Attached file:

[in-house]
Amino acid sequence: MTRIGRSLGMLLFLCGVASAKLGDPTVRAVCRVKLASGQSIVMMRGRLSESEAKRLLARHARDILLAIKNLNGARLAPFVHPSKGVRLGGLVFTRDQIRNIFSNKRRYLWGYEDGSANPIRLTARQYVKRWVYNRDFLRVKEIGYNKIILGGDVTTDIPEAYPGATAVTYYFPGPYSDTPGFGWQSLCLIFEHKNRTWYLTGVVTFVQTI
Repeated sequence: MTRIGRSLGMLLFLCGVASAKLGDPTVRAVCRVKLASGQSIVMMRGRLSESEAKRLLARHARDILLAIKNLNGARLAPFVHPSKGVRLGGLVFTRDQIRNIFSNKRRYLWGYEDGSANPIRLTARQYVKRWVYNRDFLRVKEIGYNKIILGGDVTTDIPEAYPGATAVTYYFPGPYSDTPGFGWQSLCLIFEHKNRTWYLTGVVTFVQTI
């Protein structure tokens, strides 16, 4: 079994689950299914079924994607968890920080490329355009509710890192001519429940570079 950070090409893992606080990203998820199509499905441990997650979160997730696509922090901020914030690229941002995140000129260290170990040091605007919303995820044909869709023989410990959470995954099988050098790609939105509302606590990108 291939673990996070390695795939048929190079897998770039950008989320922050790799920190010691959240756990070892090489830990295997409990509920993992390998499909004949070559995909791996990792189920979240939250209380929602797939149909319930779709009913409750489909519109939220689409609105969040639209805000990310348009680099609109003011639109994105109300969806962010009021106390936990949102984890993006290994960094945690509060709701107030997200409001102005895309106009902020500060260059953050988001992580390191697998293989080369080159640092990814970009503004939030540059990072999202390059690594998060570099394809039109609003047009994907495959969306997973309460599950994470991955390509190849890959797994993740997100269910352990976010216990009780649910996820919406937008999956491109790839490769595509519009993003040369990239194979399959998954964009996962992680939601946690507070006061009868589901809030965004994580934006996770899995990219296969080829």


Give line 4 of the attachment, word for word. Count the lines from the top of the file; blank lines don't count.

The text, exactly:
């Protein structure tokens, strides 16, 4: 079994689950299914079924994607968890920080490329355009509710890192001519429940570079 950070090409893992606080990203998820199509499905441990997650979160997730696509922090901020914030690229941002995140000129260290170990040091605007919303995820044909869709023989410990959470995954099988050098790609939105509302606590990108 291939673990996070390695795939048929190079897998770039950008989320922050790799920190010691959240756990070892090489830990295997409990509920993992390998499909004949070559995909791996990792189920979240939250209380929602797939149909319930779709009913409750489909519109939220689409609105969040639209805000990310348009680099609109003011639109994105109300969806962010009021106390936990949102984890993006290994960094945690509060709701107030997200409001102005895309106009902020500060260059953050988001992580390191697998293989080369080159640092990814970009503004939030540059990072999202390059690594998060570099394809039109609003047009994907495959969306997973309460599950994470991955390509190849890959797994993740997100269910352990976010216990009780649910996820919406937008999956491109790839490769595509519009993003040369990239194979399959998954964009996962992680939601946690507070006061009868589901809030965004994580934006996770899995990219296969080829």